Never seen a bad Mississippi Swamp Cake. They are like Pizza, they are ALL GOOD just some could be better than others!

                  Randy Bear
                  www.LeChienCookers.com

                  -----Original Message-----
                  From: dutchovencooking@yahoogroups.com [mailto:dutchovencooking@yahoogroups.com] On Behalf Of L E
                  Sent: Sunday, December 02, 2012 10:21 PM
                  To: dutchovencooking@yahoogroups.com
                  Subject: Re: [dutchovencooking] Re: Cold Coals and The L:egend of Biscuit Sims

                  Hey biscuit. Is the swamp cake recipe posted? I think I owe my grand kids a taste of history. Lol

                  Sent from my iPhone

                  On Dec 2, 2012, at 5:39, "mississippi_biscuit" <n5hbb@...> wrote:

                  > Lori,
                  > It is in our file section. here is the link. Also you can findout about it on www.lsdos.com under information. There is a booklet you can print out.
                  >
                  > http://f1.grp.yahoofs.com/v1/sDS7ULteTM4rYqNXbdrg7-rlgS_xD8M7p-hXGI0J5HBD0eJ65fTHbl2Y_Sn1Lmql92jZ5ll9bL77DOSF3nY-/History%20of%20Dinwiddie%20Method
                  >
                  > --- In dutchovencooking@yahoogroups.com, Lori <bakequery@...> wrote:
                  > >
                  > >
                  > > Please tell me about the ring method.
                  > > Lori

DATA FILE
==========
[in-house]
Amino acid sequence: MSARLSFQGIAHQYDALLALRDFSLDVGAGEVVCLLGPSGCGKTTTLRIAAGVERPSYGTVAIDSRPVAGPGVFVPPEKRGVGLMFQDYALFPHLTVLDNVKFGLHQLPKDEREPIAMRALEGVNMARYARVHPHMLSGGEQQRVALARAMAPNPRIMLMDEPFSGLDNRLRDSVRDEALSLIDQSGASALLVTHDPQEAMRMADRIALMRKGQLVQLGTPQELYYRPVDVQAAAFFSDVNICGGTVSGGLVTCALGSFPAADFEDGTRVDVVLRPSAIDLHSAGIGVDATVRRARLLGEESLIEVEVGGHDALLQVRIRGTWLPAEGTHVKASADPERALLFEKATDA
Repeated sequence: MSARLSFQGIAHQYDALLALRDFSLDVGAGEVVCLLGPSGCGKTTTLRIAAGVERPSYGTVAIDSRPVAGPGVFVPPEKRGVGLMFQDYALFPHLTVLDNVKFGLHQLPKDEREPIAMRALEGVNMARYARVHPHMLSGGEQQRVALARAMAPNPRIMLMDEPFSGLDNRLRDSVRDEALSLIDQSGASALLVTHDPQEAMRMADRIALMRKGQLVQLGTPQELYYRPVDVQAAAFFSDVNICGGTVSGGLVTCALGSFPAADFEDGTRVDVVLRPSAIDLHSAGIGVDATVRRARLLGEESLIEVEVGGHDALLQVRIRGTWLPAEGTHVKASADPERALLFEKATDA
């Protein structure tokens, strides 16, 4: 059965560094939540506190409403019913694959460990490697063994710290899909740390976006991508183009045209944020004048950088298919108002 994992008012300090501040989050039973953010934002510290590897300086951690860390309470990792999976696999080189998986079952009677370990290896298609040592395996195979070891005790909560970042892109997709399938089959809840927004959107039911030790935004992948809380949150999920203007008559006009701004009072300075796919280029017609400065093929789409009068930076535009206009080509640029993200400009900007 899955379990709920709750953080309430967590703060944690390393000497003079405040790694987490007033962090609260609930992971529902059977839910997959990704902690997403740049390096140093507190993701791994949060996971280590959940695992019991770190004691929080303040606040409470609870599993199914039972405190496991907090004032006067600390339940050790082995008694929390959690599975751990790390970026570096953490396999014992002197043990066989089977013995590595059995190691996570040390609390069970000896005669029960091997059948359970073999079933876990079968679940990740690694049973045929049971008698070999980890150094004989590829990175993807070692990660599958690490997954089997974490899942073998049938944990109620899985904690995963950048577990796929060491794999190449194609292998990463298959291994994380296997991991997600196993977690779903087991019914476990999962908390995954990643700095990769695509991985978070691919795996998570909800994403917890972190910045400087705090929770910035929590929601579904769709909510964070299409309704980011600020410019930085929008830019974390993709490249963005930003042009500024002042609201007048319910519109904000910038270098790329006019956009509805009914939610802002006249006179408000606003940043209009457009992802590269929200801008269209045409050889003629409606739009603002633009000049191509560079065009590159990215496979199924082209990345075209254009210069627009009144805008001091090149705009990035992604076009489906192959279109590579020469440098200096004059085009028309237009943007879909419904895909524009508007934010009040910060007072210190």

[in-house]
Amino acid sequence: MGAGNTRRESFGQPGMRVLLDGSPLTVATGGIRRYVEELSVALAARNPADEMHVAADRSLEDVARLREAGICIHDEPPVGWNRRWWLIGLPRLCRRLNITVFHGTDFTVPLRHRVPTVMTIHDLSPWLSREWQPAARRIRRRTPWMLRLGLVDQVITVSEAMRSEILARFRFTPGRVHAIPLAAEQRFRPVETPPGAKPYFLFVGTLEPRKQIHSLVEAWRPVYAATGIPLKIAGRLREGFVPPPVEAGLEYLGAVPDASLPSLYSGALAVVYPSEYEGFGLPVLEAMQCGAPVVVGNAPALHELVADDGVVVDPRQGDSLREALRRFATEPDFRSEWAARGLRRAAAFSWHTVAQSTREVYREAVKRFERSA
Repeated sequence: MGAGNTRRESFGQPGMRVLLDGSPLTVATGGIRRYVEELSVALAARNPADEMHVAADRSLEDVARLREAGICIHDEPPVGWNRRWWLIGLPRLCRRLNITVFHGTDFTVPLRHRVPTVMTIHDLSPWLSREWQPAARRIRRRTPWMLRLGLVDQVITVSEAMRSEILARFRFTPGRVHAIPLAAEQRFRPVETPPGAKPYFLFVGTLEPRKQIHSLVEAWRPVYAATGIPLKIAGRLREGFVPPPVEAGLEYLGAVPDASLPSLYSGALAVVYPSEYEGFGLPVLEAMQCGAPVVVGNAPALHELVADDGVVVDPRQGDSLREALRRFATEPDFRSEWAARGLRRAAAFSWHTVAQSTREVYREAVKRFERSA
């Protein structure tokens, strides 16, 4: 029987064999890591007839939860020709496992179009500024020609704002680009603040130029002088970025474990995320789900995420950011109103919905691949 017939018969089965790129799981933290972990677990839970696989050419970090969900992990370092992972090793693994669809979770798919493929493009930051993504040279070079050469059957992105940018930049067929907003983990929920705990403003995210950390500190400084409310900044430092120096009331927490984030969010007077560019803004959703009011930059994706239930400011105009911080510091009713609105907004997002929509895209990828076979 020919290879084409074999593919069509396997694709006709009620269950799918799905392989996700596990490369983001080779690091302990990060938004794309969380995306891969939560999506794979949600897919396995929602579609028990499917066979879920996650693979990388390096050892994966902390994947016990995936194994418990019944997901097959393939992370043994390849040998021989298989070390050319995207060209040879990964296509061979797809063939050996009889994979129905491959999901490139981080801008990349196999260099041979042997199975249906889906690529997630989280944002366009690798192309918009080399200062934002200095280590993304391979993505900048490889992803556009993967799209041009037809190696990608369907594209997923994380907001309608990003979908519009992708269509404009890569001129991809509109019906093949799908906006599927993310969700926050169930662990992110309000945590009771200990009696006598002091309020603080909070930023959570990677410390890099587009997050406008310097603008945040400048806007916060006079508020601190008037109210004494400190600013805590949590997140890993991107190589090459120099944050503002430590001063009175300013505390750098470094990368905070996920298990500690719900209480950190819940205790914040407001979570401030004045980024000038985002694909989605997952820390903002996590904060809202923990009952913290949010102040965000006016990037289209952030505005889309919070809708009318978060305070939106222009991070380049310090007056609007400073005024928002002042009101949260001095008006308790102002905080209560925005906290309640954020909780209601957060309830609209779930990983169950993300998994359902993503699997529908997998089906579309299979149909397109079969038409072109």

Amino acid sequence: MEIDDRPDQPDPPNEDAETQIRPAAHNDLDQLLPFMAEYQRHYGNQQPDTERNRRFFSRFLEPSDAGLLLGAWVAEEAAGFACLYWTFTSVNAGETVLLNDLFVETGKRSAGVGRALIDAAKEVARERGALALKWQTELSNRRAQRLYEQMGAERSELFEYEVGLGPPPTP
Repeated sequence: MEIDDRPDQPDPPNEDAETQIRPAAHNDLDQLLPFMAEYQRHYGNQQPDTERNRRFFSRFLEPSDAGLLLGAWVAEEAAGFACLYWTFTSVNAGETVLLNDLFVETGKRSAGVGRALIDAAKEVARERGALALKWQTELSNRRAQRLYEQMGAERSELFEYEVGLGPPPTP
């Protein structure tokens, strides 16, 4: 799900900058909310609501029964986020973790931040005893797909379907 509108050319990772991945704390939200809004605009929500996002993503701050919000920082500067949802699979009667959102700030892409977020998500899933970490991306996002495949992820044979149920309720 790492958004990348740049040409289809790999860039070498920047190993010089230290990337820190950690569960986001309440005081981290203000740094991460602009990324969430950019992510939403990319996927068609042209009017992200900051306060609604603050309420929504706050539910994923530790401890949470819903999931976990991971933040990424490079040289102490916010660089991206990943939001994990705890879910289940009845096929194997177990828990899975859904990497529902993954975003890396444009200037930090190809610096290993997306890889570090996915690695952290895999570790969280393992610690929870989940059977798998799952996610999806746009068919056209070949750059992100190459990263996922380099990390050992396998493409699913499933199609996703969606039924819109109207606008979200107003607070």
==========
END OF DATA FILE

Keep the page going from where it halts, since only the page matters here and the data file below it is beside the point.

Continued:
> >
                  > >
                  > > -----Original Message-----
                  > > From: mississippi_biscuit <n5hbb@...>
                  > > To: dutchovencooking <dutchovencooking@yahoogroups.com>
                  > > Sent: Sat, Dec 1, 2012 6:20 am
                  > > Subject: [dutchovencooking] Re: Cold Coals and The L:egend of Biscuit Sims
                  > >
                  > >
                  > >
                  > >
                  > >
                  > > Thank You Mr. Mike!
                  > > I never in my wildest dreams think I would even become a Legend.
                  > > That recipe is my own creation and developed it many a year ago.
                  > > Sit n in my chair and have me a drink of Doctor Pepper.
                  > >
                  > > Thanks for the story.
                  > >
                  > > Biscuit
                  > >
                  > > I would scrap the counting method of coals and go to the ring method.